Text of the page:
"We wish to assure you of that cooperation," Delmonico said.

 

"The problem is worldwide. No one is untouched," Shashank Bengali, South Asia correspondent for the Los Angeles Times, told the summit.

 

He urged government officials and legal and medical professionals to "treat media as partners in this effort" and reach out to or cooperate with them to help broaden awareness of organ trafficking.

 

"Journalists are eager to report" on trafficking and to share victims' stories, which often resonate very deeply with readers and viewers, he said. Many write or comment to the news outlet asking how to help address this issue.

 

Naziha Syed Ali, a writer for Dawn, an English-language news outlet in Pakistan, said, "media are useful in holding government accountable" and "shining the light in dark corners." She said they are also a safe conduit for doctors who want to expose wrongdoing they are aware of, but hesitate to report because they are afraid of repercussions by the criminal networks that trade in organs.

 

John Gill, a Canadian professor of medicine at St. Paul's hospital in Vancouver, said doctors have a duty to speak to their patients who want to seek an organ transplant abroad about the health risks involved.

 

"People think it's like getting your toenails clipped," he said, when instead there are often no records or assurances of what went on during the procedure, the medications used and the condition of the organ, which could be diseased.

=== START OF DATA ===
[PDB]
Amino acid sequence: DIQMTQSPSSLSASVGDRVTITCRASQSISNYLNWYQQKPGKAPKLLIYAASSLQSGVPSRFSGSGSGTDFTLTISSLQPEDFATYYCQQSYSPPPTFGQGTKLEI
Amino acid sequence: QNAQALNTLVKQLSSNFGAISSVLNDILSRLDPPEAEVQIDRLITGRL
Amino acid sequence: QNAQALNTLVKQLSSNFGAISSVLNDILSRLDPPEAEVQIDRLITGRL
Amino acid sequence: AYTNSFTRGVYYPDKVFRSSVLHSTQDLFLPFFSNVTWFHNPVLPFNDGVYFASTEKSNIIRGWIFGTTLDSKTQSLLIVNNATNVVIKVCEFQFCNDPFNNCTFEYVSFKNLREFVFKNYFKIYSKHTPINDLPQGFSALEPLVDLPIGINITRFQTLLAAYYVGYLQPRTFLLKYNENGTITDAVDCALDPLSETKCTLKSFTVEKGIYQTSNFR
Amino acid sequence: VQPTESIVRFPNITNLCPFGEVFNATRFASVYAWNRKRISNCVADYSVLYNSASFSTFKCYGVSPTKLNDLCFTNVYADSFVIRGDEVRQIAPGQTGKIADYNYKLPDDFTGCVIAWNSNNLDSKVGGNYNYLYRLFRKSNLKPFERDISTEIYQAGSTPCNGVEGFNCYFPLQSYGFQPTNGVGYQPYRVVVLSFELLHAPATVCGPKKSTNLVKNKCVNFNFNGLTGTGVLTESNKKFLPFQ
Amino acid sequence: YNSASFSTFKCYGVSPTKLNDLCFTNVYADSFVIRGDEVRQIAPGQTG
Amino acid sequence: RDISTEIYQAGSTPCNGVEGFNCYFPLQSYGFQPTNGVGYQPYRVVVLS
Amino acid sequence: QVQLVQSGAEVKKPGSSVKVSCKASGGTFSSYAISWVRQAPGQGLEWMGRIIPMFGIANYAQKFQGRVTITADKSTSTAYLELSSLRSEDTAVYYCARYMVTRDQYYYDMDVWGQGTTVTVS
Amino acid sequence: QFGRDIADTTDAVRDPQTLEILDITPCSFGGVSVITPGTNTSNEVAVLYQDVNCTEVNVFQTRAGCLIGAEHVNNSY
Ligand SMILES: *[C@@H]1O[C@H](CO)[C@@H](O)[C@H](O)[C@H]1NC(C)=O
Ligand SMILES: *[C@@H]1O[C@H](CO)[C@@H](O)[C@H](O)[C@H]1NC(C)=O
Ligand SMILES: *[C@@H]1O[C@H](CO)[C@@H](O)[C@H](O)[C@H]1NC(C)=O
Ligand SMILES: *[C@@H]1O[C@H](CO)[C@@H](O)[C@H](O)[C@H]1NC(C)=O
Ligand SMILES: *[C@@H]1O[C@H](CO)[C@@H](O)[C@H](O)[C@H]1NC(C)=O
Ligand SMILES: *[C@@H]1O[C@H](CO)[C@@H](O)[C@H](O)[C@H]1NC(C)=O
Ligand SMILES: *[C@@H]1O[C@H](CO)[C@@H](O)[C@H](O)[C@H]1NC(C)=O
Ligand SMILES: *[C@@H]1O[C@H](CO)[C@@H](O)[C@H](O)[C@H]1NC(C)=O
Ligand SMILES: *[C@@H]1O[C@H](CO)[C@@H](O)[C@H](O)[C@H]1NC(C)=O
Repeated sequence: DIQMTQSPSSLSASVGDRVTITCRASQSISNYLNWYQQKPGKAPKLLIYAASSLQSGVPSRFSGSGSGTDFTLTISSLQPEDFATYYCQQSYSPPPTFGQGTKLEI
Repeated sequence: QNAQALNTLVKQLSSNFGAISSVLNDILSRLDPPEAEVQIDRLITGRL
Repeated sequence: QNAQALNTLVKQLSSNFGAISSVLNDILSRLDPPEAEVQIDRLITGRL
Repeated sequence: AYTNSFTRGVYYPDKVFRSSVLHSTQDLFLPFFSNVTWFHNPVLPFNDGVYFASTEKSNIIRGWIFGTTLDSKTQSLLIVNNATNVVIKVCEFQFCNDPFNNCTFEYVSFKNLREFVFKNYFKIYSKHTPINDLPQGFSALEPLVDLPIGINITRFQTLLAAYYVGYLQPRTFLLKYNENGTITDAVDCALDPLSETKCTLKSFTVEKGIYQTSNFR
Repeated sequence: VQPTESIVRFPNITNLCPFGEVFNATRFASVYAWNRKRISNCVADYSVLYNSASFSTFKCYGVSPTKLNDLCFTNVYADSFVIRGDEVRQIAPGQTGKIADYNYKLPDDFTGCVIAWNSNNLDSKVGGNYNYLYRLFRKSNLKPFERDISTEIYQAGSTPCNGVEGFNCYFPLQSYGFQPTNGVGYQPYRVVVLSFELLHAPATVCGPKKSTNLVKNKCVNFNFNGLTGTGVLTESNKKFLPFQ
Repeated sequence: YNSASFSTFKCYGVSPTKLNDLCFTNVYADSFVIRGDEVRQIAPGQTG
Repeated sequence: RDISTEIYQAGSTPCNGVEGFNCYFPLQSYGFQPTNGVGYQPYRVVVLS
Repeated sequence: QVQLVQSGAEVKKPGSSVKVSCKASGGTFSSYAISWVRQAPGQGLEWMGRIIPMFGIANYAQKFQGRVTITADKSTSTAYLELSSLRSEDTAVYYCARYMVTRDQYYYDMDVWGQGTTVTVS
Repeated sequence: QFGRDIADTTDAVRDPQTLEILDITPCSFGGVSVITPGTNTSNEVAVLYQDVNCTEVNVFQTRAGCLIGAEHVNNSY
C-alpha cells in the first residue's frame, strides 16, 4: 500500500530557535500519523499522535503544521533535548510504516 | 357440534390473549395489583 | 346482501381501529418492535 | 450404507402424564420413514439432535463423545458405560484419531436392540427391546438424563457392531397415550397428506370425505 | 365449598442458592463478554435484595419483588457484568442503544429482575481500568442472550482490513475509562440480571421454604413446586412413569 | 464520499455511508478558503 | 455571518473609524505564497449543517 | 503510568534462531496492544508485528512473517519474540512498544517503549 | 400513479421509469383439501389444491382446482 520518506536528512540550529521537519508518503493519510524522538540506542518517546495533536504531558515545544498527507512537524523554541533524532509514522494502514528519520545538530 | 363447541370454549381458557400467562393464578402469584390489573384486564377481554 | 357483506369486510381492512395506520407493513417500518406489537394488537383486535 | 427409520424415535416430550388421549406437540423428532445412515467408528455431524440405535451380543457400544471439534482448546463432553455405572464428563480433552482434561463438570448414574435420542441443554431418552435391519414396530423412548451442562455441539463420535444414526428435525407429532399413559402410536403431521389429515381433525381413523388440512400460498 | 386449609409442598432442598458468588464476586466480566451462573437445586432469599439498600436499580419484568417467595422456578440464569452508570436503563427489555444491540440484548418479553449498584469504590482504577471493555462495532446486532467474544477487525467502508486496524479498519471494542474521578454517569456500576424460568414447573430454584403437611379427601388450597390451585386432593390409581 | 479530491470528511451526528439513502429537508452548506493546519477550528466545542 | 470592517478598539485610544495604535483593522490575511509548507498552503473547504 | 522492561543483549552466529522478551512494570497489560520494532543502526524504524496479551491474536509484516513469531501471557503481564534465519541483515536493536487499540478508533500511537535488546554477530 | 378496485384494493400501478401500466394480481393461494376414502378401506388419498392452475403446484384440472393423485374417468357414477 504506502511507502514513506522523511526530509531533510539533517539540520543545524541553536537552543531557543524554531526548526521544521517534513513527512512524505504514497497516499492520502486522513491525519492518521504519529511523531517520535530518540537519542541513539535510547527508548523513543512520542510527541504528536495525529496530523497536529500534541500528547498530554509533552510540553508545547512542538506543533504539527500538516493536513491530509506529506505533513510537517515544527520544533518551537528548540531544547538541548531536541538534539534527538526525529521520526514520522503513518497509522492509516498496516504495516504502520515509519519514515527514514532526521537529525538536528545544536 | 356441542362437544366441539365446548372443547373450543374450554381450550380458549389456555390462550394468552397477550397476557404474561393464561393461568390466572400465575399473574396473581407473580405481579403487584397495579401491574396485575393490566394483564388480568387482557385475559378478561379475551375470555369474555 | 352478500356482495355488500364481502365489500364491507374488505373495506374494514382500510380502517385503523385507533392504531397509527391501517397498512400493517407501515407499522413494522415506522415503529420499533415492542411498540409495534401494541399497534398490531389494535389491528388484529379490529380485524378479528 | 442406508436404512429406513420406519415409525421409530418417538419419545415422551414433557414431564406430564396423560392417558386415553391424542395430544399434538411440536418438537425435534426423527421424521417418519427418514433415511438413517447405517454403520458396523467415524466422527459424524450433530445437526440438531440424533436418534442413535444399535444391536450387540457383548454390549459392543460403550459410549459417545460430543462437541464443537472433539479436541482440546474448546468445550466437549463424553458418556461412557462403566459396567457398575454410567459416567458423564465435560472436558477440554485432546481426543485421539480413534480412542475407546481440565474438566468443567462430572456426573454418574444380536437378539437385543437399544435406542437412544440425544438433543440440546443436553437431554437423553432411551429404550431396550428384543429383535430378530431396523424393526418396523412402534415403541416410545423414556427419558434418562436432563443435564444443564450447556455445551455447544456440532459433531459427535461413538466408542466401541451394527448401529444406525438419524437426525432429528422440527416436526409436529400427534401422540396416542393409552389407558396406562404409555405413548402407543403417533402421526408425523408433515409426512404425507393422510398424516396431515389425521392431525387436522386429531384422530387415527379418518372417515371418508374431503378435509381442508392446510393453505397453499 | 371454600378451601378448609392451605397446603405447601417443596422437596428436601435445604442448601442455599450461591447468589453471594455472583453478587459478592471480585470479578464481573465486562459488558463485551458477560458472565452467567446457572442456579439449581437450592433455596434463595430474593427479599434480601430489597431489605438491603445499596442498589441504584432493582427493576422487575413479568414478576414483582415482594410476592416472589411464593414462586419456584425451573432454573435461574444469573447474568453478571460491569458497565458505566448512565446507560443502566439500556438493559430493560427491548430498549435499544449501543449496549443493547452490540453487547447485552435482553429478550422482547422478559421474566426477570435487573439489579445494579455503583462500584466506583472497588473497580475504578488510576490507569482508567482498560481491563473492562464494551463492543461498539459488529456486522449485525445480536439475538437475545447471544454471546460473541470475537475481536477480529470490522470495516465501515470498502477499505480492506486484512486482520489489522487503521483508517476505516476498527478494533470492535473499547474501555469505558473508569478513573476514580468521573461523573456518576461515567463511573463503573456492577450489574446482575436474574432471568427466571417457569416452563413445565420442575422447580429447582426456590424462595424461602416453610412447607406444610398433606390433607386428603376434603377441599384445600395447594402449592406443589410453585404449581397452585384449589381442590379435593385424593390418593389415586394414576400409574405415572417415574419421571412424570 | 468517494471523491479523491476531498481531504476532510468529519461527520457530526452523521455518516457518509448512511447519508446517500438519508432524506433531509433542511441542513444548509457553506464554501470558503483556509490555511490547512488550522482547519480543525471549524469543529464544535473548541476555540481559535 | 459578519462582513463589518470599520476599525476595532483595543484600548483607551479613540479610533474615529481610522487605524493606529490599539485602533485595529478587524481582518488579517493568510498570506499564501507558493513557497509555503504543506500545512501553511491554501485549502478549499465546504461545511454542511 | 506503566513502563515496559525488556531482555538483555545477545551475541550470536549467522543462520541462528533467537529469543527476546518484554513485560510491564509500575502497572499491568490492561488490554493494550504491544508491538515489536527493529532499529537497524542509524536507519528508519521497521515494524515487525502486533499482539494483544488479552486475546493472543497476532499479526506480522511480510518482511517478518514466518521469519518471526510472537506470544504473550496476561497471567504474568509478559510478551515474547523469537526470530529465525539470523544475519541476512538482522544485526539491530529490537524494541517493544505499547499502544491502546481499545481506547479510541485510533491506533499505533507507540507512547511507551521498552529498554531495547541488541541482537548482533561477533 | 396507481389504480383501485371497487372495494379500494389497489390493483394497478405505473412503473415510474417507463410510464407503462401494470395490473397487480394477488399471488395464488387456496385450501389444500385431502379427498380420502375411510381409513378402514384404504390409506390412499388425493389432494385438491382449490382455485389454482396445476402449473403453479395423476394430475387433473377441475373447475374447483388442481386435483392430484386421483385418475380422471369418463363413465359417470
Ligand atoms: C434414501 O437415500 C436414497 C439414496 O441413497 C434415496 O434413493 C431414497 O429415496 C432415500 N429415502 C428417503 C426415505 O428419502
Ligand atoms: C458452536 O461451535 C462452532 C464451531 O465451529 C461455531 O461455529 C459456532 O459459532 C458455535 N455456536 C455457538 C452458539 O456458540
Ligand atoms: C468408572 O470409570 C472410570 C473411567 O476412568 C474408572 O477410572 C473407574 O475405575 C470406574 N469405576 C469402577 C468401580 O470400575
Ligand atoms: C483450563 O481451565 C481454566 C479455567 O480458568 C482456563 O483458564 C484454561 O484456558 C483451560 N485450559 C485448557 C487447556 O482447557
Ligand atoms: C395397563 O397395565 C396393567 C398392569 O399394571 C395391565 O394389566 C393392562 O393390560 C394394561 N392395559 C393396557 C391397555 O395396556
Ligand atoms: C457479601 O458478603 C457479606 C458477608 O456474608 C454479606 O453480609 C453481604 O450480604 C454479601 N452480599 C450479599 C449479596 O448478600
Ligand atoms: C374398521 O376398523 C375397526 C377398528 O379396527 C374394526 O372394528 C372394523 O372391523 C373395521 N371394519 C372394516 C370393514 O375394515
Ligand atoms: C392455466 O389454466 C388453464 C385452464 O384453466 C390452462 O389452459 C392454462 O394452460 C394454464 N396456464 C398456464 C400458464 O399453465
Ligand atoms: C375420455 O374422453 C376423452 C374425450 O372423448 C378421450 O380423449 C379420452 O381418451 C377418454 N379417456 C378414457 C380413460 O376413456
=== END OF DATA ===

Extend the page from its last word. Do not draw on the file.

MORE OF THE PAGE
Doctors should object when they see the potential for organ trafficking and exploitation, he said. Some patients needing an organ "think it's no big deal to sell a kidney," especially if they aren't aware of the deception involved or poverty driving the recruiting of donors.

 

Kristof Van Assche, a professor of health law at the University of Antwerp, Belgium, said many doctors are unable to fully cooperate with law enforcement because medical confidentiality laws prevent them from disclosing information about their patients.

 

He said lawmakers would have to make specific exemptions for reporting knowledge or suspicions a patient is seeking to pay for and receive an organ abroad.

 

Illegal transplants are possible because of complicit medical professionals and lawyers, who are sometimes the ones providing the fake passports for travel abroad, said Nelufar Hedayat, an Afghan-born journalist with the BBC.

 

When investigating organ trafficking in Bangladesh, Hedayat was told by a surgeon that he saw nothing wrong with what he was doing because "no one is dying. We're saving someone's life. How can we be wrong?"

 

"Surgeons are godlike," she said. "They are supposed to save you" not cause people harm, instead "they propel a falsehood."

 

The impoverished and coerced donors, too, become caught up in the traffickers' game as "victims were often turned into middle men," finding more donors among the poor in "one big Ponzi scheme."

 

© Arlington Catholic Herald 2017